FCSXpert Solutions: Fluorescence Correlation Spectroscopy Simplified!.
## FCS Classroom

#### Autocorrelation Due to Multicomponent Translational Diffusion

_{2}/q_{1} is the ratio of the brightness/particle of component 2 and 1.
### Detailed Derivation

#### Combining Autocorrelation Functionsback to top

#### Simple Case: All Components are Equally Bright (q_{1} = q_{2})back to top

#### Complex Case: Components have Different Brightnesses (q_{1} ≠ q_{2})back to top

For multicomponent, three-dimensional diffusion, the autocorrelation functions are given by

and

where

When the diffusing components have unequal brightness/particle, the correction needed to convert
fractional contributions of each component to the correlation function (f_{1} and f_{2}
to fractions of the total particle number (f^{P}_{1} and f^{P}_{2}) is given by

We next consider the case of multi-component diffusion. Suppose that a sample contains two independently diffusing species making up the intensity, I, such that

, (1)

where N_{1} and N_{2} are the number of particles of components 1 and 2, respectively, and q_{1} and q_{2} are the proportionality
constants relating intensity to particle number for each component. In physical terms, q is a combination of absorbance efficiency,
quantum (emission) efficiency, and number of dyes per particle.

We can calculate the autocorrelation function of the intensity due both components as follows:

. (2)

We can also define the autocorrelation function for each component separately as follows:

. (3)

Because the two components move independently, the cross terms of Equation 2 are zero and Equation 2 becomes

. (4)

If we substitute Equations 3 into Equation 4, we get:

. (5)

Substituting the definitions of I from Equations 1 into Equation 5, we get

. (6)

For this derivation, we will make the assumption that q1 = q2 = q, meaning that both components have equal intensities/particle, q. Under this assumption, Equation 6 becomes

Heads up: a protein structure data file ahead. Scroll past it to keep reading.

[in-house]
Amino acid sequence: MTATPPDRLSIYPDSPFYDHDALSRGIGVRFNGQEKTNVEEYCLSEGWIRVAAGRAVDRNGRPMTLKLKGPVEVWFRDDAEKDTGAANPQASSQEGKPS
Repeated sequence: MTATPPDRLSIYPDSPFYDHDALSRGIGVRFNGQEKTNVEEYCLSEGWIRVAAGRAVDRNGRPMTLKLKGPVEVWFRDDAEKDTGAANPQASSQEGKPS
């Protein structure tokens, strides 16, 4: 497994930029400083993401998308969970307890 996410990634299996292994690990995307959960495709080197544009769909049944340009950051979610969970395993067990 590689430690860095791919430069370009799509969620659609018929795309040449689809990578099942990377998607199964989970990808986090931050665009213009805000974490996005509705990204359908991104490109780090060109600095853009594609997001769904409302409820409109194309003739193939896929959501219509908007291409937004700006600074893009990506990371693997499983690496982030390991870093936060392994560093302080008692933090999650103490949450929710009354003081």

. (7)

If we define the total number of diffusing particles as N_{p} = <N_{1}> + <N_{2}> and the fractions of the two components as

, (8)

where f_{1} + f_{2} = 1, we can rewrite Equation 7 as

. (9)

If we substitute each component’s autocorrelation function for g_{1} and g_{2}, Equation 9 becomes

, (10)

which is the autocorrelation function for two-component isotropic diffusion.

We may generalize Equation 10 to M diffusing components, where

, (11)

so that the equation for multi-component isotropic diffusion is written as:

. (12)

Here we consider the case where each component has a different intensity proportionality coefficient
and calculate the correction needed to convert fractional contributions of each component to the correlation
function (f_{1} and f_{2} in Equation 10) to fractions of the total particle number.

If we define the ratio of quantum efficiencies as α = q_{2}/q_{1}, Equation 6 becomes

. (13)

If we use the form of Equation 9 to determine the values of f_{1} and f_{2} in Equation 13, we get that

. (14)

The physically-relevant parameter we are interested in is the fraction of the total particle number that is
associated with each component, which we will call f^{P}_{1} and f^{P}_{2}. These are defined as follows:

. (15)

where f^{P}_{1} + f^{P}_{2} = 1.

To obtain the values of f^{P}_{1} and f^{P}_{2} from the values of f_{1} and f_{2}, we can simplify the
relationships by determining the relative values of each pair of fractions, as follows:

. (16)

From these relationships, we can determine that

. (17)

which, combined with the condition that f^{P}_{1} + f^{P}_{2} = 1, gives us a convenient
way of calculating the fraction of total particle number associated with each diffusing component
from the fractional contributions to the correlation functions.

For examples of applying Equation 17, please see Interpreting Fitted Fractions in FCS in our Analysis Notes